South Asian Cities conference: After flyovers, BRT is the talk of the town

Urban planners dismiss massive investments in asphalt only to support another multi-billion dollar project.

Hira Siddiqui January 11, 2014
Urban planners dismiss massive investments in asphalt only to support another multi-billion dollar project.


Urban planners are convinced that Bus Rapid Transit is the solution to Karachi’s transport woes. But they offer little to persuade others why it is so.

On the second day of the South Asian Cities Conference at Frere Hall, the speakers agreed that cars are bad and buses are good. Even though all of them accepted that walking and cycling are even better, their presentations did little to support the two forms of transportation. In fact, the three letters - BRT - dominated the entire two-hour session, which began 45 minutes behind schedule.

Dr Muhammad Imran, a researcher, claimed that it is a misconception that increasing the strength or capacity of roads will lead to growth. In fact, he is working on research to show that more flyovers and underpasses do not necessarily lead to growth. “Even after the Ring Road was built in Lahore, traffic congestion and air pollution levels remain high,” he pointed out, as the Karachi audience smiled in agreement.

But Dr Imran quickly added that Karachi is no better. “There are huge investments in building roads, flyovers and underpasses but we have no money for public transport.” He explained this is mainly because of the strong political commitment - be it democratic or military — towards road investment. “It may come as a surprise but Pakistan’s policies on road investment have been fairly consistent across all governments,” he pointed out.

Due to this leaning towards better roads, planning for public transportation has found itself in the backseat in Pakistan. “It is very unfortunate that even a planned city like Islamabad does not have a mass public transit system,” he said.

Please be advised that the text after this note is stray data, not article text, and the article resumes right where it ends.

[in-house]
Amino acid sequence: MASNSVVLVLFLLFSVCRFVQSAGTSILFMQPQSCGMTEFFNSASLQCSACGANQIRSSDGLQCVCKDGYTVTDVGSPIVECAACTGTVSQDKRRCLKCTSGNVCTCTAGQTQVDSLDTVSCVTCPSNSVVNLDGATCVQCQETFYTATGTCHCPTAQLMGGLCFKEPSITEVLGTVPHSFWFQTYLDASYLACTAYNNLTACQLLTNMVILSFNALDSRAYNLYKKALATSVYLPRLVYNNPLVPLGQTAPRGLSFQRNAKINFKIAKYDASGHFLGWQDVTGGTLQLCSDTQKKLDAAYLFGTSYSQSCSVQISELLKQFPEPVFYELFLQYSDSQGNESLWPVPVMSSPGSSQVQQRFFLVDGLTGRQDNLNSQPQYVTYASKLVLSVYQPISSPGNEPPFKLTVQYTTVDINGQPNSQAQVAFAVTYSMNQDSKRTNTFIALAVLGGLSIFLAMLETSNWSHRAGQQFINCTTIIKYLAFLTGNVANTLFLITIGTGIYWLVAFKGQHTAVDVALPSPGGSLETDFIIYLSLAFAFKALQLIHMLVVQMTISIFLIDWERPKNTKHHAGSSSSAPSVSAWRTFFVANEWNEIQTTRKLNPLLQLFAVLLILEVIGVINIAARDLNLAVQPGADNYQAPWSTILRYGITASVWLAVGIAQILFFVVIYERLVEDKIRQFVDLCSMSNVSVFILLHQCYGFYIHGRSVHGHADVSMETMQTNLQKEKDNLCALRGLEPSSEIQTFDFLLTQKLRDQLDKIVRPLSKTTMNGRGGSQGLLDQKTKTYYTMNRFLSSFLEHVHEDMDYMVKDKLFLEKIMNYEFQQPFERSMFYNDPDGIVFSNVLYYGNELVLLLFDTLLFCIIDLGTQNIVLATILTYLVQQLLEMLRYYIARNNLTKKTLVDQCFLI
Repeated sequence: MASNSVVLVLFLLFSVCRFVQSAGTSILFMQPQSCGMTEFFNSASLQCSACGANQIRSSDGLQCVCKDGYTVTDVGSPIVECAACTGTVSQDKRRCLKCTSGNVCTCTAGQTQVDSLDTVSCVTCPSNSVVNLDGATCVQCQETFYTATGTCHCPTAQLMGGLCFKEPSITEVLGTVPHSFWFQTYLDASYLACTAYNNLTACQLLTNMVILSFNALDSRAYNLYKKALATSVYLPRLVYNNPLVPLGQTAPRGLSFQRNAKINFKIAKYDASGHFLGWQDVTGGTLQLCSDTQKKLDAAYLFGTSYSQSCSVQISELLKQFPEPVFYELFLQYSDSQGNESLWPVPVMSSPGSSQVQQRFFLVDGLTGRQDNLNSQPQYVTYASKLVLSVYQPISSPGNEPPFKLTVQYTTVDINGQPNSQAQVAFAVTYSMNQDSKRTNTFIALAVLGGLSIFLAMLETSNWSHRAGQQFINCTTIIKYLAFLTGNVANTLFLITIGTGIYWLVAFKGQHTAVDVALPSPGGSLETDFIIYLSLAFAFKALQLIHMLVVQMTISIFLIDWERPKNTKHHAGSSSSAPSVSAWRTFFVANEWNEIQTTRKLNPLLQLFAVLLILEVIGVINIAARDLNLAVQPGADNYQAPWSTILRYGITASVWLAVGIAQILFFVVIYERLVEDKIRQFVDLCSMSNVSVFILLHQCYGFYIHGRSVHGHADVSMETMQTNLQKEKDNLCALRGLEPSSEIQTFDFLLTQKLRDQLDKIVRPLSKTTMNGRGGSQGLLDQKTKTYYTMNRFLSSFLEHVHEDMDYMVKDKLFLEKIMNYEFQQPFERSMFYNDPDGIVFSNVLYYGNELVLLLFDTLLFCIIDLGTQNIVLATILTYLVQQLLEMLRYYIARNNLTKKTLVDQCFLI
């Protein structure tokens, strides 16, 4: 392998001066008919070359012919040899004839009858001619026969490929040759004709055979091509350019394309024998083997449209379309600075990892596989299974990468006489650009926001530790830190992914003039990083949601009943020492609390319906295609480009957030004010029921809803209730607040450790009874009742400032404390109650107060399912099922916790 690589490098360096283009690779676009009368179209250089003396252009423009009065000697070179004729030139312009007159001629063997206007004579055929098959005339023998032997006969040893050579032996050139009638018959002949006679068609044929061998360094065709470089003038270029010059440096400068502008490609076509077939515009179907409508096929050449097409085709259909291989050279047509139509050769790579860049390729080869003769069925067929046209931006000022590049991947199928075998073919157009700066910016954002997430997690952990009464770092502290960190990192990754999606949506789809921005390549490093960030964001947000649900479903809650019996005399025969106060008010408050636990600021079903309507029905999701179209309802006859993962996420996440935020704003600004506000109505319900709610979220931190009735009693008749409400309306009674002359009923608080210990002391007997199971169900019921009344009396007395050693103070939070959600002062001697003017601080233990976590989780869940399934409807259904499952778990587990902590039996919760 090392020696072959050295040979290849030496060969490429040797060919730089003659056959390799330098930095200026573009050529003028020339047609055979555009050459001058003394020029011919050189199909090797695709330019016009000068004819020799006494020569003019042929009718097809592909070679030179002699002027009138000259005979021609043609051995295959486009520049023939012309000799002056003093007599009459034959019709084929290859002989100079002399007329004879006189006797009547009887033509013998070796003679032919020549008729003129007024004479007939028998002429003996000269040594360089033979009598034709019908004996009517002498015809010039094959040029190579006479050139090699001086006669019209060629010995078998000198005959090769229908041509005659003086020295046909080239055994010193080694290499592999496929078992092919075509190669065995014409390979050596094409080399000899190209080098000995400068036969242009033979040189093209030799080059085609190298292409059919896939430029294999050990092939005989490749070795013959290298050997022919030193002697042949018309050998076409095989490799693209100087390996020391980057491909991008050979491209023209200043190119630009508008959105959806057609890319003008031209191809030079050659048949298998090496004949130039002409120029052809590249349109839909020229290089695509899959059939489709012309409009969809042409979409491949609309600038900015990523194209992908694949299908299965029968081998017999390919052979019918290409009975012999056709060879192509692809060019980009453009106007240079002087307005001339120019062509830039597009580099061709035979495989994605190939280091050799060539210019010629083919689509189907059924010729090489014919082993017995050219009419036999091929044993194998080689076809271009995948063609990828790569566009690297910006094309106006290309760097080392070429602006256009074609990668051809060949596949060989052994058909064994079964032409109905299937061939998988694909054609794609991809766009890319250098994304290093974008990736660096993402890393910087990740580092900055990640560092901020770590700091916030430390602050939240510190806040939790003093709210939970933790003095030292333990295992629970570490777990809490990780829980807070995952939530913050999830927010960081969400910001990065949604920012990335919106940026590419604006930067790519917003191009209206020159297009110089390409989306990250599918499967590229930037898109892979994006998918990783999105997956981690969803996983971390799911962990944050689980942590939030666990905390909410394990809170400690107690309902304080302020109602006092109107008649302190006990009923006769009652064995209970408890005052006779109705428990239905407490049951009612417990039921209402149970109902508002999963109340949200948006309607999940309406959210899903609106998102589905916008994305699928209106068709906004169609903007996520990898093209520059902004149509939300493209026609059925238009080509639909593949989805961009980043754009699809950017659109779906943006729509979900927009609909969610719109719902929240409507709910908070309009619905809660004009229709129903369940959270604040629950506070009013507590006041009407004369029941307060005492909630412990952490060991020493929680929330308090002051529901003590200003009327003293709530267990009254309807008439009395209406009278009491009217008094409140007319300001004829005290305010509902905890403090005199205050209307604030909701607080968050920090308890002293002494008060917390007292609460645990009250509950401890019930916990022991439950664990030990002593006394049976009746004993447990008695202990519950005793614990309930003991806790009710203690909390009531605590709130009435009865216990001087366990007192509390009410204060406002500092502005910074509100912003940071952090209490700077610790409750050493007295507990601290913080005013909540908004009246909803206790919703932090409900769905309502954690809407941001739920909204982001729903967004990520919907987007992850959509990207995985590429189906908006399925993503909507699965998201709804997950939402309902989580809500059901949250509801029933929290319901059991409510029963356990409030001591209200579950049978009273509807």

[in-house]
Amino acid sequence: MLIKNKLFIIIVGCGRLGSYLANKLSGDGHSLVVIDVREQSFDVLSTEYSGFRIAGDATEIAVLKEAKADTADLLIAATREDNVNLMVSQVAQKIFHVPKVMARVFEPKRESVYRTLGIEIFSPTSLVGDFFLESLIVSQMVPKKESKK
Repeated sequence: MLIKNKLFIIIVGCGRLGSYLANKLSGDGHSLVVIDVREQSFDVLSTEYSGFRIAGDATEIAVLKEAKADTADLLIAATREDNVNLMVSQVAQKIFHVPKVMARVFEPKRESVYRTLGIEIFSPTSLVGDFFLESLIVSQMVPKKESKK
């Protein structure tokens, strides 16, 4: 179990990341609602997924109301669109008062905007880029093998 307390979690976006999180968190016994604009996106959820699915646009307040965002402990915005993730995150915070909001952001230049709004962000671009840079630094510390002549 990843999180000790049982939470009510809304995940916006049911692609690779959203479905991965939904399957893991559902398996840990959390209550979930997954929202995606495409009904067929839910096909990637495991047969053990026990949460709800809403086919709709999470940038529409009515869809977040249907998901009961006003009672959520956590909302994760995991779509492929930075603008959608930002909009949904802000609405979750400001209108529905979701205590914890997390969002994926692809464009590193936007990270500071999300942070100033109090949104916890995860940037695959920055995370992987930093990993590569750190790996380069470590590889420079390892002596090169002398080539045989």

His presentation ended, however, on a positive note as he pointed out all the opportunities that exist to help us bring closer to sustainable transport. For example, we cannot ignore the presence of international funding, political will, the required population density and an old railways network.

As Dr Imran made his exit, the stage was set for Lloyd Wright to launch into an entire presentation on the Bus Rapid Transit System — a concept the session was trying to sell vehemently. From less than 10 BRT systems in the world at the turn of the millennium, there are now 164 such systems, shared Wright.

“Many congratulations to Lahore for starting BRT,” he said, adding that this solution to public transport is far more affordable and quicker than other options. “If metro rail takes seven years, BRT systems take only three years to be set up.” This is what makes BRT popular among politicians who can finish the project within their term in government, he added.

For Karachi’s vast area, Wright showed low-entry vehicles with two-sided doorways that can be run along less popular routes and can be connected to the main lines. “People can easily join the buses on the main routes without being exposed to the weather or crime, and with no extra charges.”

The next two panellists were representatives of the Japan International Cooperation Agency (Jica), which has been involved in transport projects in Karachi and Lahore. The two shared statistics on the city’s forecasted population growth, master plans for Lyari and Malir expressways and the Karachi Circular Railway (KCR).

It was the KCR that made an audience member squirm in his seat until he was given the microphone. “Why is it that the KCR still remains in the planning phase when the BRT in Lahore was implemented within 11 months?” he asked Jica’s Pakistan representative Maki Suzuki. “We can assure you we are working very hard to get the project going but perhaps that is all I can say at this forum,” Suzuki replied, as various members of the audience passed each other knowing looks.

Published in The Express Tribune, January 12th, 2014.


Tanzeel | 7 years ago | Reply

Bring MQM Mayor to fix the city's transport and infrastructure.

Stellar | 7 years ago | Reply

Hasn't any architect or town planner present in the south Asia cities conference took notice of the strange cage like structure enclosing Frere hall, which is supposed to cover the Frere hall and save it from the natural elements...the most grotesque and hideous of idea any one can come up with. All that is needed is to make the outer roof layer water proof, with a new roof, or repairs. If covered...this is no more Frere hall...its gone. it is like covering Arc de Triomphe in Paris with a tarpaulin or Teflon. Remove the metal frame and let the Frere hall in its original and pristine shape.

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